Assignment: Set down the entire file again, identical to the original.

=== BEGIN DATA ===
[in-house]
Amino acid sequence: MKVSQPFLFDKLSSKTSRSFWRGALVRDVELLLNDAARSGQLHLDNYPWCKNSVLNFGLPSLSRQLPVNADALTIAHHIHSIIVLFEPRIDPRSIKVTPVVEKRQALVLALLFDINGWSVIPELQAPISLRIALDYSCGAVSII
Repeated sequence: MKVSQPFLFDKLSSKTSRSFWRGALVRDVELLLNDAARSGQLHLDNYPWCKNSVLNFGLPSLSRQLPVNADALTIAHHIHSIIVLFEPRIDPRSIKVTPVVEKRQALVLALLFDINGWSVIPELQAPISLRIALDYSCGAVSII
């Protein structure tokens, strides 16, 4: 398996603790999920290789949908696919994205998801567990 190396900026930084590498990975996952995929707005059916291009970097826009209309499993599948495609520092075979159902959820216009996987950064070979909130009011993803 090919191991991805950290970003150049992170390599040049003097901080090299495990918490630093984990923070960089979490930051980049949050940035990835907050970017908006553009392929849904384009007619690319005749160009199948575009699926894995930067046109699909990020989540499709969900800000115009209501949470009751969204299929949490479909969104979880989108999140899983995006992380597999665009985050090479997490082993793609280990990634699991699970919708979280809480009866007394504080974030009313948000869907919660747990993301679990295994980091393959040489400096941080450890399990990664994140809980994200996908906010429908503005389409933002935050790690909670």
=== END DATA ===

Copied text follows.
[in-house]
Amino acid sequence: MKVSQPFLFDKLSSKTSRSFWRGALVRDVELLLNDAARSGQLHLDNYPWCKNSVLNFGLPSLSRQLPVNADALTIAHHIHSIIVLFEPRIDPRSIKVTPVVEKRQALVLALLFDINGWSVIPELQAPISLRIALDYSCGAVSII
Repeated sequence: MKVSQPFLFDKLSSKTSRSFWRGALVRDVELLLNDAARSGQLHLDNYPWCKNSVLNFGLPSLSRQLPVNADALTIAHHIHSIIVLFEPRIDPRSIKVTPVVEKRQALVLALLFDINGWSVIPELQAPISLRIALDYSCGAVSII
């Protein structure tokens, strides 16, 4: 398996603790999920290789949908696919994205998801567990 190396900026930084590498990975996952995929707005059916291009970097826009209309499993599948495609520092075979159902959820216009996987950064070979909130009011993803 090919191991991805950290970003150049992170390599040049003097901080090299495990918490630093984990923070960089979490930051980049949050940035990835907050970017908006553009392929849904384009007619690319005749160009199948575009699926894995930067046109699909990020989540499709969900800000115009209501949470009751969204299929949490479909969104979880989108999140899983995006992380597999665009985050090479997490082993793609280990990634699991699970919708979280809480009866007394504080974030009313948000869907919660747990993301679990295994980091393959040489400096941080450890399990990664994140809980994200996908906010429908503005389409933002935050790690909670």